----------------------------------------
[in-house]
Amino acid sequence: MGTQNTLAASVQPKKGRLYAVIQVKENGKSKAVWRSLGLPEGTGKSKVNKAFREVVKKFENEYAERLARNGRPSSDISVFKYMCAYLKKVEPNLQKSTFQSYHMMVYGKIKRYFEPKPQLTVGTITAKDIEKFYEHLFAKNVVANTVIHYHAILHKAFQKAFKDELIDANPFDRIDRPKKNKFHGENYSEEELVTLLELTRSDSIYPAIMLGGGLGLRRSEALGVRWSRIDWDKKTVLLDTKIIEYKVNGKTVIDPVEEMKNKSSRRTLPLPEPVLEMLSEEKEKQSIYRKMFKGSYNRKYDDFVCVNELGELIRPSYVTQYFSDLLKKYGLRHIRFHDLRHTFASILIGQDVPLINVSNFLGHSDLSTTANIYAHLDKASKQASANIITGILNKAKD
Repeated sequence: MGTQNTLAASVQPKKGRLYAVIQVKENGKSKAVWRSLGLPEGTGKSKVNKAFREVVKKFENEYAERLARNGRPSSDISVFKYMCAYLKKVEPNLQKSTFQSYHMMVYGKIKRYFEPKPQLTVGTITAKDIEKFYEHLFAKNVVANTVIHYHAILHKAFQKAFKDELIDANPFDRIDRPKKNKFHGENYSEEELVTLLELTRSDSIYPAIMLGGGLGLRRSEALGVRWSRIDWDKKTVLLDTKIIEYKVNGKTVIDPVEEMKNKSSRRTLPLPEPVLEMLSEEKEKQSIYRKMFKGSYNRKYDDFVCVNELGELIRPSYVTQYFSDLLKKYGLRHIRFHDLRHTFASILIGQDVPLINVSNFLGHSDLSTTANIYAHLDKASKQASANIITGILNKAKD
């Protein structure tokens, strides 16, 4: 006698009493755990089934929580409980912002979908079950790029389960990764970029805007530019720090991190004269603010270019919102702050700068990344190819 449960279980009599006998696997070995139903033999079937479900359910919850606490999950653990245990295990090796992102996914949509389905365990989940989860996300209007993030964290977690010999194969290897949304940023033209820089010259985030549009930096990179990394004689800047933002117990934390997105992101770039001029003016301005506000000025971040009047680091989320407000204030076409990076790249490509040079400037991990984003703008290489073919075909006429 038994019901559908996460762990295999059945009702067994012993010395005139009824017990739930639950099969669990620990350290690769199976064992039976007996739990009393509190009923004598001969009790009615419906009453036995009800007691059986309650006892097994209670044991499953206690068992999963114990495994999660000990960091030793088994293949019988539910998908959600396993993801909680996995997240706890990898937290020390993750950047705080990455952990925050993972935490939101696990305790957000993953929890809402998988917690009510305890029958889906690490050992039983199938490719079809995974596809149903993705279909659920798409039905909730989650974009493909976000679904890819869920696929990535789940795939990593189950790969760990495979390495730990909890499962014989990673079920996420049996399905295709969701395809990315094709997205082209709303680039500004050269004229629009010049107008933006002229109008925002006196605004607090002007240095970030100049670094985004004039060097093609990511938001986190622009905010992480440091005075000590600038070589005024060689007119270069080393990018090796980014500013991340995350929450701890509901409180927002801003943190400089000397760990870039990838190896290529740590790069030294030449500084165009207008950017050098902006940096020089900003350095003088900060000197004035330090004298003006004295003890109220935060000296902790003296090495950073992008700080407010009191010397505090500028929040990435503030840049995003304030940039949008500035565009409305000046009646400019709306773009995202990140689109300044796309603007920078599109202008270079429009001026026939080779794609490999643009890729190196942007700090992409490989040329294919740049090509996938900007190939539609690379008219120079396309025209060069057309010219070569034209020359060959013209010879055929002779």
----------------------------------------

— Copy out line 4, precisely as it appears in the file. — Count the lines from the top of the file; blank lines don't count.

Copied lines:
């Protein structure tokens, strides 16, 4: 006698009493755990089934929580409980912002979908079950790029389960990764970029805007530019720090991190004269603010270019919102702050700068990344190819 449960279980009599006998696997070995139903033999079937479900359910919850606490999950653990245990295990090796992102996914949509389905365990989940989860996300209007993030964290977690010999194969290897949304940023033209820089010259985030549009930096990179990394004689800047933002117990934390997105992101770039001029003016301005506000000025971040009047680091989320407000204030076409990076790249490509040079400037991990984003703008290489073919075909006429 038994019901559908996460762990295999059945009702067994012993010395005139009824017990739930639950099969669990620990350290690769199976064992039976007996739990009393509190009923004598001969009790009615419906009453036995009800007691059986309650006892097994209670044991499953206690068992999963114990495994999660000990960091030793088994293949019988539910998908959600396993993801909680996995997240706890990898937290020390993750950047705080990455952990925050993972935490939101696990305790957000993953929890809402998988917690009510305890029958889906690490050992039983199938490719079809995974596809149903993705279909659920798409039905909730989650974009493909976000679904890819869920696929990535789940795939990593189950790969760990495979390495730990909890499962014989990673079920996420049996399905295709969701395809990315094709997205082209709303680039500004050269004229629009010049107008933006002229109008925002006196605004607090002007240095970030100049670094985004004039060097093609990511938001986190622009905010992480440091005075000590600038070589005024060689007119270069080393990018090796980014500013991340995350929450701890509901409180927002801003943190400089000397760990870039990838190896290529740590790069030294030449500084165009207008950017050098902006940096020089900003350095003088900060000197004035330090004298003006004295003890109220935060000296902790003296090495950073992008700080407010009191010397505090500028929040990435503030840049995003304030940039949008500035565009409305000046009646400019709306773009995202990140689109300044796309603007920078599109202008270079429009001026026939080779794609490999643009890729190196942007700090992409490989040329294919740049090509996938900007190939539609690379008219120079396309025209060069057309010219070569034209020359060959013209010879055929002779």